I study not at all, although now that I am playing I need to remind myself how the pieces move. (See question #8.) However, I will randomly play through chess positions in my head every day and I will probably never have more than 1-2 days in a row for the rest of my life where I do not think about chess at least once during the day. I love chess quite a lot, and I hope at some point to be able to take some more time to play through games or otherwise interact with the game for more pleasure. I am happy with my current relationship to the game and so long as I will be able to take the aforemention time later in my life to spend some more time with the game I would not change anything. Well, except that I would like not to be distracted by random chess positions so much -- but I suppose it is better than having random music playing in your head.
I love my life, which as you point out is mostly outside of chess now. I am very happily married to a wonderful woman whom I met in San Francisco back in 1999. We have one son, almost 2 years old, and he is so much fun it is incredible. I enjoy working at the hedge fund a lot and I love the job of investing money; I think I have found my "niche" and now I just want to do it as well and as successfully as I can. I think the question of how investing and chess use the same skill set is very complicated and I can't do it justice in this answer. But I will point out one thing. Chess demands objectivity to win. Investing in the markets allows a person to "hide" from the reality of his decisions for some time because there is a lot of random noise in the markets -- of course in the end only skill allows you to outperform, but the feedback loop in chess is much more rapid and pure than it is in the markets. I am very grateful to have had many years of experience developing myself to the highest possible level in such a rigorous environment as chess. The habits of mind that I learned from chess enable me to push myself much harder and much more objectively than the markets "force" you to do, and I believe that this habit of rationality and objectivity is enormously valuable. I think this is probably true for any endeavor, but it is particularly so in the world of finance where there is such a high reward for consistently being rational and objective in an environment where the amount or random noise allows one to rationalize good or bad outcomes.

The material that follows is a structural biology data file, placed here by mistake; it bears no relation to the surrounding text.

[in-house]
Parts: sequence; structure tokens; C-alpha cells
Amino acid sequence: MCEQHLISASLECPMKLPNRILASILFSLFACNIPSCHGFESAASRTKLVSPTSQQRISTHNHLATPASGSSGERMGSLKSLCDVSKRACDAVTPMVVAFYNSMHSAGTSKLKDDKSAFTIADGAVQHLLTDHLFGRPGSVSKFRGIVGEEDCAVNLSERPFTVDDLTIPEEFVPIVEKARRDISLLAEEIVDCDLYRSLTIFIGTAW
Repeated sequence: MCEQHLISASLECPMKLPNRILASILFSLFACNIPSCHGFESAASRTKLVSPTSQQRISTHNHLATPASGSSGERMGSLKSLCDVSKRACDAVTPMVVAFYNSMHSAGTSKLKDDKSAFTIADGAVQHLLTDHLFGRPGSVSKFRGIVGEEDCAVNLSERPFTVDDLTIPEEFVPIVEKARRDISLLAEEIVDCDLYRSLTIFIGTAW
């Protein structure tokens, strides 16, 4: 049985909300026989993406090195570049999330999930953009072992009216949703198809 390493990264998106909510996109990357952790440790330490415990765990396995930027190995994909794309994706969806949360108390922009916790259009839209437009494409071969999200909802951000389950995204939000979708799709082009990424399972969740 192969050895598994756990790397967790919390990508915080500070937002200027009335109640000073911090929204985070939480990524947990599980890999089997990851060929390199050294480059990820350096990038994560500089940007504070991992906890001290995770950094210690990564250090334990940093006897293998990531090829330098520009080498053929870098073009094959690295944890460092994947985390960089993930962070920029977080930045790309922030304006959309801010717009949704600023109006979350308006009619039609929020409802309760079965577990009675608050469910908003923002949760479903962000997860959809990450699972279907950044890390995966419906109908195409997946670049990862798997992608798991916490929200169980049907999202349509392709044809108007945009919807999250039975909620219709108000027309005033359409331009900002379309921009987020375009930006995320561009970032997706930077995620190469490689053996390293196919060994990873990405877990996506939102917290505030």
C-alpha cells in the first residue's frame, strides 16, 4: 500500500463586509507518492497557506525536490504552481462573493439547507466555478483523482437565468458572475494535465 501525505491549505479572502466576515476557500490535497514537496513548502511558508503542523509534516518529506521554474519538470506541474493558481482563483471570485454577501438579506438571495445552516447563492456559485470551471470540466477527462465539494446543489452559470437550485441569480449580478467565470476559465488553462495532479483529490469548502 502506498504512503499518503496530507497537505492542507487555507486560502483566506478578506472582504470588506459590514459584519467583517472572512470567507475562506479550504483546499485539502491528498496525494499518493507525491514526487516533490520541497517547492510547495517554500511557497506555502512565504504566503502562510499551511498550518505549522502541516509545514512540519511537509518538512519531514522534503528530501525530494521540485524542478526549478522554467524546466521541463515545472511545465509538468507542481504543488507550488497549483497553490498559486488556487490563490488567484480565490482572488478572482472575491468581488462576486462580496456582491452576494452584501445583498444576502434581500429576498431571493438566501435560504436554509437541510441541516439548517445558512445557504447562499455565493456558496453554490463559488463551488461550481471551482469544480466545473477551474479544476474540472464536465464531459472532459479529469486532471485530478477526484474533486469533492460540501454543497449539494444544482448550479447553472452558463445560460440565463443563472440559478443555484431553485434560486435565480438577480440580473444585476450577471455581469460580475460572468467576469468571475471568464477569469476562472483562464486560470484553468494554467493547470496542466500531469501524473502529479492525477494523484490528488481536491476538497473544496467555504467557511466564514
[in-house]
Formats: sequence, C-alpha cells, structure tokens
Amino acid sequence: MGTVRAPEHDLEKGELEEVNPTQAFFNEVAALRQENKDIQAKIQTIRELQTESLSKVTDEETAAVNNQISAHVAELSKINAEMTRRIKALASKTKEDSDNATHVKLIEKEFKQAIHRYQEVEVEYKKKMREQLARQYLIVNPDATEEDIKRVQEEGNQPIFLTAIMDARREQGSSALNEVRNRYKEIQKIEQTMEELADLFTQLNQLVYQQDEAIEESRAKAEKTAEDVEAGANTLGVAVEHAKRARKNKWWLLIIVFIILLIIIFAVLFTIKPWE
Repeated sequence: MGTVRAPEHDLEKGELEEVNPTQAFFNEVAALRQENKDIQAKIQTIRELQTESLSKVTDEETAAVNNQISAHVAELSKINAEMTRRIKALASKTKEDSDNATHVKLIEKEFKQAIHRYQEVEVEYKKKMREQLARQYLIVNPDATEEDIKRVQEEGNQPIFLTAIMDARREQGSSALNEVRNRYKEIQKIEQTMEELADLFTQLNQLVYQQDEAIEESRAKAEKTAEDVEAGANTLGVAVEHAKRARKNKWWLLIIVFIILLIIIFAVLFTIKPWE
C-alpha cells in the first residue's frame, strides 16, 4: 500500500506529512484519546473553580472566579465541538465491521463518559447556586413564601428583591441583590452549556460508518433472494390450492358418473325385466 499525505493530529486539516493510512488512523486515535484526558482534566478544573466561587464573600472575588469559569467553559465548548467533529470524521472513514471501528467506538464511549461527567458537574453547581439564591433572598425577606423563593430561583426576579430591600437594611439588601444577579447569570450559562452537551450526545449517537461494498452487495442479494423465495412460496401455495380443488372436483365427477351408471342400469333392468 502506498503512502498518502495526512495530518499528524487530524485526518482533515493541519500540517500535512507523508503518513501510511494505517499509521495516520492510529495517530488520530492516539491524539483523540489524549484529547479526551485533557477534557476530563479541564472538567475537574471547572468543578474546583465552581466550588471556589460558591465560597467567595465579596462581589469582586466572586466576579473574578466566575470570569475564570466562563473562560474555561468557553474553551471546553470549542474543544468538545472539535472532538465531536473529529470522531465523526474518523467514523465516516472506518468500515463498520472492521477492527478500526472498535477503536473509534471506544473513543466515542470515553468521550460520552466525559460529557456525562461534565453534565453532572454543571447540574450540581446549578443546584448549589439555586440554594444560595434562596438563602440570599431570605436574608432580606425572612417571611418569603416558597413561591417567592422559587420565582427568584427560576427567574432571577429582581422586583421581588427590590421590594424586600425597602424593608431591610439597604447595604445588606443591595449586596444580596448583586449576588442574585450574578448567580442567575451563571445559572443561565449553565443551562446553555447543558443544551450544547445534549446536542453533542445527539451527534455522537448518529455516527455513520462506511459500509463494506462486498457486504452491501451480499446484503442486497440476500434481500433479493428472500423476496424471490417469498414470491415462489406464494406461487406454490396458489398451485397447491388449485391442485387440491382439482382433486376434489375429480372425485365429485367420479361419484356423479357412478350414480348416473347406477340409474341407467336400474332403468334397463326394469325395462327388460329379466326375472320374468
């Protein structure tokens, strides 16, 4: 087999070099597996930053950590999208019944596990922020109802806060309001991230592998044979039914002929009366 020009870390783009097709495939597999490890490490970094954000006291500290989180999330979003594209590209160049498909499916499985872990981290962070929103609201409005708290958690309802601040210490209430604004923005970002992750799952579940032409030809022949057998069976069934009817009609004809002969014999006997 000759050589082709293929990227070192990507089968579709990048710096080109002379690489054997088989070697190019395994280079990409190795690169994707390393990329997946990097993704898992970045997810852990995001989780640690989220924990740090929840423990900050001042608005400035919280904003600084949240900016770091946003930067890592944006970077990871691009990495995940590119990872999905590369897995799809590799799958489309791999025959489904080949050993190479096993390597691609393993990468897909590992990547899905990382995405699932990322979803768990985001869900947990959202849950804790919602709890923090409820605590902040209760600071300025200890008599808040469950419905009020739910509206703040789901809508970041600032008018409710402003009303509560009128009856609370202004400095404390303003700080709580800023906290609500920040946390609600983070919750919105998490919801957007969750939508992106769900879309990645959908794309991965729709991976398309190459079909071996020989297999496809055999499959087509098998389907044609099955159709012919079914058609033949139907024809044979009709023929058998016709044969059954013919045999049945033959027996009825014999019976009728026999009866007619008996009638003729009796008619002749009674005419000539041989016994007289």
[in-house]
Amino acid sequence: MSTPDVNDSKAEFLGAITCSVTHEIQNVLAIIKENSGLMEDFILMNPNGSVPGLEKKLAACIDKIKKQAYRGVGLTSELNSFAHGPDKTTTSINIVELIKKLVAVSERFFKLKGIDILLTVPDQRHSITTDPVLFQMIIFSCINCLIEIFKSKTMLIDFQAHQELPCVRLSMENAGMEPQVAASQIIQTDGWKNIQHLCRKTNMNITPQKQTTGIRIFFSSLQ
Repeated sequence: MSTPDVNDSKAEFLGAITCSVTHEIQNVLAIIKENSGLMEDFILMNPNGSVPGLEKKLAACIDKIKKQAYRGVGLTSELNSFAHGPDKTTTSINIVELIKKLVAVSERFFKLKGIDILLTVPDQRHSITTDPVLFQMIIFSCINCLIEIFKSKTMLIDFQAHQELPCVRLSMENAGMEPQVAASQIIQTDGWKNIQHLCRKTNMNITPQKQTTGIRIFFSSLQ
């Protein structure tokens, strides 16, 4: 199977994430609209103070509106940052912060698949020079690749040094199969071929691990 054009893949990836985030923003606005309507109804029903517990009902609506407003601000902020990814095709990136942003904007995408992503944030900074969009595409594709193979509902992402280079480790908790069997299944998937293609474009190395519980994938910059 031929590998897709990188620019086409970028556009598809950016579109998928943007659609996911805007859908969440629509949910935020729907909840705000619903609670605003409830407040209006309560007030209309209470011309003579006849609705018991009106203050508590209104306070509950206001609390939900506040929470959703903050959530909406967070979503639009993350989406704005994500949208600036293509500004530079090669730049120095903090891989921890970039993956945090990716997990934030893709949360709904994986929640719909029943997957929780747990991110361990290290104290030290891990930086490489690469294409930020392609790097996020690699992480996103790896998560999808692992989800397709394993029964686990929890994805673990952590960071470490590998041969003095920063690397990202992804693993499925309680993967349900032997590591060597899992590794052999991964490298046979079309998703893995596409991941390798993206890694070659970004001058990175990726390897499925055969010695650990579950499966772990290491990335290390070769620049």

I have read none of these books. I have read only two chess books in the last 5 years or so: Bobby Fischer Goes to War and Kasparov's 4-book series on the World Champions. I have to hand it to Garry, although the title is obnoxious ("My Great Predecessors"? Come on!) he did a really spectacular job. He's a brilliant guy, there's no question.
13. Which are your top five chess-related websites and why?
14. If Bill Gates gave you $100,000 to organize a chess tournament
a) where would you hold it,
b) what format would you choose,
c) who would you invite, and
d) what, if any, special rules would you impose?
15. If you could hand pick any seven people to serve on the USCF executive board, who would they be?
This is an interesting question. My answer is that I would choose various businesspeople with whom I have worked over the past 10 years who enjoy chess. You do not know any of these people because they are not involved in the USCF. In fact, that is the point. I think at this point the politics are so entrenched that a complete "re-set" would be very beneficial. This does not at all imply that the current people on the USCF board lack good will or organization skills; it simply means that at this point starting completely fresh would probably be a good thing for everyone. But of course, it will not happen, so those who are still involved must do the best they can to work for the higher good, not just their own interests.